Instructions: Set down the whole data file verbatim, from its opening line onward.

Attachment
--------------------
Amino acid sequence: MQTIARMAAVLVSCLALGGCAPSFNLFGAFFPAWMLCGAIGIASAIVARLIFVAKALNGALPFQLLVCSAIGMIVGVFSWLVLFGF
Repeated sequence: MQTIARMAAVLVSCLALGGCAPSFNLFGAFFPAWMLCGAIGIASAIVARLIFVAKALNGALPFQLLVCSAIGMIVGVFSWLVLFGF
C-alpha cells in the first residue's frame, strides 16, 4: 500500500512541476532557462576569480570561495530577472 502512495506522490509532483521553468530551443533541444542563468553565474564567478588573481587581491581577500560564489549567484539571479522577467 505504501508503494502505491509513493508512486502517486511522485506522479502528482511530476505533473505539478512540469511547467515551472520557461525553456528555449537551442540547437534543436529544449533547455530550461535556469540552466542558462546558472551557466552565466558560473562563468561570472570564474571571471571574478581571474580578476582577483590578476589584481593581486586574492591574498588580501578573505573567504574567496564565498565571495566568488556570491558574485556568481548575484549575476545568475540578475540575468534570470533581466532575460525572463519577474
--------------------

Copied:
Amino acid sequence: MQTIARMAAVLVSCLALGGCAPSFNLFGAFFPAWMLCGAIGIASAIVARLIFVAKALNGALPFQLLVCSAIGMIVGVFSWLVLFGF
Repeated sequence: MQTIARMAAVLVSCLALGGCAPSFNLFGAFFPAWMLCGAIGIASAIVARLIFVAKALNGALPFQLLVCSAIGMIVGVFSWLVLFGF
C-alpha cells in the first residue's frame, strides 16, 4: 500500500512541476532557462576569480570561495530577472 502512495506522490509532483521553468530551443533541444542563468553565474564567478588573481587581491581577500560564489549567484539571479522577467 505504501508503494502505491509513493508512486502517486511522485506522479502528482511530476505533473505539478512540469511547467515551472520557461525553456528555449537551442540547437534543436529544449533547455530550461535556469540552466542558462546558472551557466552565466558560473562563468561570472570564474571571471571574478581571474580578476582577483590578476589584481593581486586574492591574498588580501578573505573567504574567496564565498565571495566568488556570491558574485556568481548575484549575476545568475540578475540575468534570470533581466532575460525572463519577474